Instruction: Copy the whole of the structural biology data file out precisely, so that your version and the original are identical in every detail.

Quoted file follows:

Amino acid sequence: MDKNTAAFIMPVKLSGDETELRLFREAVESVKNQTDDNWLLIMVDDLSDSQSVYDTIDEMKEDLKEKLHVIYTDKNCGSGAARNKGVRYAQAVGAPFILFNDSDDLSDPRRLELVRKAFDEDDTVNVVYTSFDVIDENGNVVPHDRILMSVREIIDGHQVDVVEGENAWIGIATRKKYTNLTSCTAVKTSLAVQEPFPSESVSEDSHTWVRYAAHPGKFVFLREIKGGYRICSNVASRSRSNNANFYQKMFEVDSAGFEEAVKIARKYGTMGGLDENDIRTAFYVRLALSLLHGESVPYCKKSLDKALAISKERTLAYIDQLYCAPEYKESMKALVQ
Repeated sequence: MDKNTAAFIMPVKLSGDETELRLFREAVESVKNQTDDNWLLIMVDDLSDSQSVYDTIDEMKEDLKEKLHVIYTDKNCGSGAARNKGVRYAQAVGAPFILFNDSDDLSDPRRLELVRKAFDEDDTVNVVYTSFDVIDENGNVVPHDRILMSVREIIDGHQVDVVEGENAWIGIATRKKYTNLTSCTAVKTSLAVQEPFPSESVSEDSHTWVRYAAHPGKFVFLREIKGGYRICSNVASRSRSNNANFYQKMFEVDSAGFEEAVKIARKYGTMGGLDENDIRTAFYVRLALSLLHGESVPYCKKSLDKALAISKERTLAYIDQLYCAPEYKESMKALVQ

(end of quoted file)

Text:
Amino acid sequence: MDKNTAAFIMPVKLSGDETELRLFREAVESVKNQTDDNWLLIMVDDLSDSQSVYDTIDEMKEDLKEKLHVIYTDKNCGSGAARNKGVRYAQAVGAPFILFNDSDDLSDPRRLELVRKAFDEDDTVNVVYTSFDVIDENGNVVPHDRILMSVREIIDGHQVDVVEGENAWIGIATRKKYTNLTSCTAVKTSLAVQEPFPSESVSEDSHTWVRYAAHPGKFVFLREIKGGYRICSNVASRSRSNNANFYQKMFEVDSAGFEEAVKIARKYGTMGGLDENDIRTAFYVRLALSLLHGESVPYCKKSLDKALAISKERTLAYIDQLYCAPEYKESMKALVQ
Repeated sequence: MDKNTAAFIMPVKLSGDETELRLFREAVESVKNQTDDNWLLIMVDDLSDSQSVYDTIDEMKEDLKEKLHVIYTDKNCGSGAARNKGVRYAQAVGAPFILFNDSDDLSDPRRLELVRKAFDEDDTVNVVYTSFDVIDENGNVVPHDRILMSVREIIDGHQVDVVEGENAWIGIATRKKYTNLTSCTAVKTSLAVQEPFPSESVSEDSHTWVRYAAHPGKFVFLREIKGGYRICSNVASRSRSNNANFYQKMFEVDSAGFEEAVKIARKYGTMGGLDENDIRTAFYVRLALSLLHGESVPYCKKSLDKALAISKERTLAYIDQLYCAPEYKESMKALVQ